Just a few years ago, it was pretty widely accepted that skipping breakfast can make you fat. Having a morning meal, the official Dietary Guidelines for Americans suggested, prevents excess weight gain. But now that a handful of studies have shown the opposite and guidelines are under review, we don’t know what the hell to think about our bacon and eggs.

Back in 2010, the Dietary Guidelines Advisory Committee culled the available research and found that some of the research did show that skipping breakfast led to weight gain. This dietary “fact” made it into the official guidebook, which is used by nutritionists across the country to plan school lunches and design diets — as well as by regular folks trying to sort through the available literature on how to actually eat well.

But the guidelines go under review every five years, and now, in light of research like the Columbia University study showing that skipping breakfast actually led to weight loss, what the official take on breakfast eating will be after this year is anyone’s guess.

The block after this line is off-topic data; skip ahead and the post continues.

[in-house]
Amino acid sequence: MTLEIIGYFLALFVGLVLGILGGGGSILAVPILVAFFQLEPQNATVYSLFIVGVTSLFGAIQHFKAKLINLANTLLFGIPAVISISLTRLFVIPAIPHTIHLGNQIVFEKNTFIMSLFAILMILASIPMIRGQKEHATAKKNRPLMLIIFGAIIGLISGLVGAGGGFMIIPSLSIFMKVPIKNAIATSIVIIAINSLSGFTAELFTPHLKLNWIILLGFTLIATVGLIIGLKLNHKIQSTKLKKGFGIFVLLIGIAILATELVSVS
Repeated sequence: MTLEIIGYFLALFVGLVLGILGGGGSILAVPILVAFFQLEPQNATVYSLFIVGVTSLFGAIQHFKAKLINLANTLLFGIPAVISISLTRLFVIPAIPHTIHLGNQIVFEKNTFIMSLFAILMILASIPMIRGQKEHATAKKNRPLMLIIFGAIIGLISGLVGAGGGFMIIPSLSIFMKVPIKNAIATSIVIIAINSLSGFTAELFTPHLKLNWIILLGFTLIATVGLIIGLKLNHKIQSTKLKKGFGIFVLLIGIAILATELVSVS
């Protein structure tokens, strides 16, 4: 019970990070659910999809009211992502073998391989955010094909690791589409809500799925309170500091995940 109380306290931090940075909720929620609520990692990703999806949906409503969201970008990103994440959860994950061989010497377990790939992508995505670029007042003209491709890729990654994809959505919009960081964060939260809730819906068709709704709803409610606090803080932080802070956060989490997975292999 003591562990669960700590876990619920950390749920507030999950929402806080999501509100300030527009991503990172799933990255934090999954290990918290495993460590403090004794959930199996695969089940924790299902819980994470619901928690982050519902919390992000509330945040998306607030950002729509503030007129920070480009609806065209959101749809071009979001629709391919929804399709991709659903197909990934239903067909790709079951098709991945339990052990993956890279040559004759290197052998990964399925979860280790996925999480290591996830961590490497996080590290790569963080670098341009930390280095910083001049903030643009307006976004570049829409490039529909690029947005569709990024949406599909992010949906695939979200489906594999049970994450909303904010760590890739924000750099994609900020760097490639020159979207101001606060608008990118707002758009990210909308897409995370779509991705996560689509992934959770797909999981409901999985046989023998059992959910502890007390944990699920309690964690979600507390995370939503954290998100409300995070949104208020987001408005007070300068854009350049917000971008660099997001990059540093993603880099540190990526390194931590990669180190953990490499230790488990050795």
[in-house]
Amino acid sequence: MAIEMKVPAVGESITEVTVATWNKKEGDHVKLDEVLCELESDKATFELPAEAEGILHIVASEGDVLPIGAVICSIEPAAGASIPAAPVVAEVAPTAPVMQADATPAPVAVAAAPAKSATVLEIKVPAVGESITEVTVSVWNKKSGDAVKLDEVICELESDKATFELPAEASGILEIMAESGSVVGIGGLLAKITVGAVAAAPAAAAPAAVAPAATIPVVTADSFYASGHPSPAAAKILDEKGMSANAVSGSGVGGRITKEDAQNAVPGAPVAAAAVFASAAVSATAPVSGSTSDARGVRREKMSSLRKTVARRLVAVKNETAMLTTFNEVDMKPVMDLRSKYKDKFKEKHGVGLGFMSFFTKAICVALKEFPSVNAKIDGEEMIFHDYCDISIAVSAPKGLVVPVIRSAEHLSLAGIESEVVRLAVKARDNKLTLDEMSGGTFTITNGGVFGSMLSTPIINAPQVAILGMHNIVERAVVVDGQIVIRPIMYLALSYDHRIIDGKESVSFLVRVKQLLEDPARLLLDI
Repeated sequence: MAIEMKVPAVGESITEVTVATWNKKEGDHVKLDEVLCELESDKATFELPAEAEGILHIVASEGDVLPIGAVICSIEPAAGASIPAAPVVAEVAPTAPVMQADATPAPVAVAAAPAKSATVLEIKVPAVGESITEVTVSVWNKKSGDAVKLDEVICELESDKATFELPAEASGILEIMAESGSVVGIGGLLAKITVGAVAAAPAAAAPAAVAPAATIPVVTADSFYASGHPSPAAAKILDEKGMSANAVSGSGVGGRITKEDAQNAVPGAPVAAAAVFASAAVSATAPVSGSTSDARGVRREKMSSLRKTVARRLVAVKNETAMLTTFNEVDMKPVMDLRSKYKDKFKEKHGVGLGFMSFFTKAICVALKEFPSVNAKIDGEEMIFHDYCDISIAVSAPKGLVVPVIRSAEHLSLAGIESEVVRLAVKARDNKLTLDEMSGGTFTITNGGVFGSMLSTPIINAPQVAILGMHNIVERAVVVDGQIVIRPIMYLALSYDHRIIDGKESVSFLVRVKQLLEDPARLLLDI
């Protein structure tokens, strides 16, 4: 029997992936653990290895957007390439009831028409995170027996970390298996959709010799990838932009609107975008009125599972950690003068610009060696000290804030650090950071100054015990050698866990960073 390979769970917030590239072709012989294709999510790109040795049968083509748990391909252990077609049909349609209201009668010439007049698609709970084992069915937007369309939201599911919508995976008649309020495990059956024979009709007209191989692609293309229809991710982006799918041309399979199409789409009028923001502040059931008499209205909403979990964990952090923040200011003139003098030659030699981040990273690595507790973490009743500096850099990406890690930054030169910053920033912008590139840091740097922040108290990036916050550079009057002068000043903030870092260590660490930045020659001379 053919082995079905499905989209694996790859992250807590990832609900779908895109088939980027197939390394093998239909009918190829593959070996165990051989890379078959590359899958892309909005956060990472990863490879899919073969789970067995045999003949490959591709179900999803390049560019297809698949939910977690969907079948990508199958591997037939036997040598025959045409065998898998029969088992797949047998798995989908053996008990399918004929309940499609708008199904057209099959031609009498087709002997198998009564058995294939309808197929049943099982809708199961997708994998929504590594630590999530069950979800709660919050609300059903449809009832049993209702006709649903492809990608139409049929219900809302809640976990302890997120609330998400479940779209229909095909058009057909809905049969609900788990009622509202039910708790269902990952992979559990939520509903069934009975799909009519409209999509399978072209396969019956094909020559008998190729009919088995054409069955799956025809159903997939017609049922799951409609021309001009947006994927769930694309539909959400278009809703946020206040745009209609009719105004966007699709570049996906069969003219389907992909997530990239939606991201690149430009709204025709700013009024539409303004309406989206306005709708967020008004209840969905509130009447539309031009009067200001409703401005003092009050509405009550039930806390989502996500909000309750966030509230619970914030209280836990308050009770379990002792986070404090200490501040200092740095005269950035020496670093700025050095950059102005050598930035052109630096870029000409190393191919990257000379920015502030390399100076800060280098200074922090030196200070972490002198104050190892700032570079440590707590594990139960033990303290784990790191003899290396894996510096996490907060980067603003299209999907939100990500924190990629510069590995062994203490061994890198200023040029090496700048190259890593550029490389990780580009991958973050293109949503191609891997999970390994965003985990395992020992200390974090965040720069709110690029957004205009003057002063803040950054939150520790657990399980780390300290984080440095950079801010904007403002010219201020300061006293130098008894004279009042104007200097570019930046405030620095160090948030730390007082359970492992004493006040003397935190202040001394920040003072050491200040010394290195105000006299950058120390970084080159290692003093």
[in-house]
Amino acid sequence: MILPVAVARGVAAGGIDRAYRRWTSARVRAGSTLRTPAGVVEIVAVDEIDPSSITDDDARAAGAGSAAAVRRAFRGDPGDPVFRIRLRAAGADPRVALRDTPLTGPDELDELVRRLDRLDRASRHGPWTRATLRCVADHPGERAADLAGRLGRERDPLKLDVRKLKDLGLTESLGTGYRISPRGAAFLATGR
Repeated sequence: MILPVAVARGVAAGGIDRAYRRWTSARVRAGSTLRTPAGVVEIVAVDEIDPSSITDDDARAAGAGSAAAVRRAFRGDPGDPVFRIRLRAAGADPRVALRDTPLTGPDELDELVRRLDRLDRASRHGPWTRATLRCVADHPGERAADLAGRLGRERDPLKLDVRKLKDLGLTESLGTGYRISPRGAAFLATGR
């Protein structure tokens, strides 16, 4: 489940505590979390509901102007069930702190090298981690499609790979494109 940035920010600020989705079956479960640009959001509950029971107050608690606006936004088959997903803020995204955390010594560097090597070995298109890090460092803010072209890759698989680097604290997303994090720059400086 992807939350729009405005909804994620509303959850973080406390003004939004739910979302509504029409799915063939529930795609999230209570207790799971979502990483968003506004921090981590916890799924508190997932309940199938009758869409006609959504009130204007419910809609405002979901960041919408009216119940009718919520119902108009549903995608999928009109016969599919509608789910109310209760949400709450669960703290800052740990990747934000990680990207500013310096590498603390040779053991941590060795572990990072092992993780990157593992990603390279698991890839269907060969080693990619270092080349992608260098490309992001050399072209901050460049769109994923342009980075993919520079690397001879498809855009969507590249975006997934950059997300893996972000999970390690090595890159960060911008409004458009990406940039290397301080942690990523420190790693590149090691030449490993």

Eating well, however, isn’t something that should be left up to chance. As the Washington Post points out, this confusion stems from a problem with the studies the Advisory Committee uses: For the most part, they’re what statisticians call “observational” studies, research that requires a ton of statistical adjustment to make up for unaccounted-for factors in the original experiment — variables like age, exercise, socioeconomic status, and so on. Because it’s so easy to draw inaccurate conclusions from these studies, according to some statisticians, we need to be more careful about what we put forth as fact in resources as widely read as the official U.S. Dietary Guidelines.

Eating well isn’t something we should take lightly — especially as obesity balloons into an epidemic — but stressing about breakfast probably isn’t worth it, considering that even the science can’t seem to find a consensus. If you’re hungry when you wake up, eat a little something and face your day at full strength.